2 The condition, current treatments and procedure
2.1 Haemorrhoids occur when the vascular anal cushions become enlarged. Some patients may be asymptomatic but others have symptoms of bleeding, itching or discomfort. Goligher's classification is commonly used to grade haemorrhoids from I to IV. Small symptomatic haemorrhoids are classified as grade I and they do not prolapse. Larger haemorrhoids may prolapse out of the anus. Prolapsed haemorrhoids may reduce spontaneously after defaecation (grade II), may need to be reduced digitally (grade III), or they may not be reducible and remain prolapsed (grade IV).
2.2 Grade I and II haemorrhoids may be managed by changes in diet or using laxatives, or treated by topical applications (such as corticosteroid creams or local anaesthetics). Established interventional treatments include rubber band ligation, sclerosant injections, infrared coagulation or electrocoagulation.
2.3 Established treatments for symptomatic grade III and IV haemorrhoids include haemorrhoidectomy, stapled haemorrhoidopexy, haemorrhoidal artery ligation and electrocoagulation.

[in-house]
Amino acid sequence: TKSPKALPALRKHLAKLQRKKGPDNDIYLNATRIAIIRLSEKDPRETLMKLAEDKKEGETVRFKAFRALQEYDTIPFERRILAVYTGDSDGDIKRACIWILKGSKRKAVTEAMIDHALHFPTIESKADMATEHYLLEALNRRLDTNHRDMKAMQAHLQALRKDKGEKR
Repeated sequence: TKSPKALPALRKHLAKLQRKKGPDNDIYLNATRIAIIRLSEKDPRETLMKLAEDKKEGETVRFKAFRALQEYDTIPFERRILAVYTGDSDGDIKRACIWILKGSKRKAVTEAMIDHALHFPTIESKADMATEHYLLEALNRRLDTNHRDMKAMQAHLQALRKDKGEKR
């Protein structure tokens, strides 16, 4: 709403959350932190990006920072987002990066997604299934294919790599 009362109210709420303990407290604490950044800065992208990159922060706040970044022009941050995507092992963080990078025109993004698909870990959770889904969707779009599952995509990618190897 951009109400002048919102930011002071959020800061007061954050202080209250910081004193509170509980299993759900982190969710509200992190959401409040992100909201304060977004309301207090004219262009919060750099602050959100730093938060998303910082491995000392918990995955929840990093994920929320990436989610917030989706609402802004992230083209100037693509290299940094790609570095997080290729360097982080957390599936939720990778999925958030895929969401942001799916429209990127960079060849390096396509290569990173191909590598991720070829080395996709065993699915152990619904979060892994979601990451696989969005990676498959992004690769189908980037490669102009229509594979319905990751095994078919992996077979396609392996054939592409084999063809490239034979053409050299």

2.4 Superior rectal artery embolisation for haemorrhoids is done under local anaesthesia. A catheter is passed into the inferior mesenteric artery through an introducer sheath in a large artery (usually the femoral artery). A microcatheter is then passed into the superior rectal arteries using X‑ray fluoroscopy to confirm correct placement and to identify the branches of the superior rectal artery. Small coils (about 2 mm to 3 mm in diameter) or particles are placed into the most distal branches of the superior rectal arteries, to occlude the blood supply to the haemorrhoids.
2.5 The aim is to occlude permanently the branches that feed the haemorrhoidal plexuses and relieve the symptoms associated with haemorrhoids, such as pain and bleeding.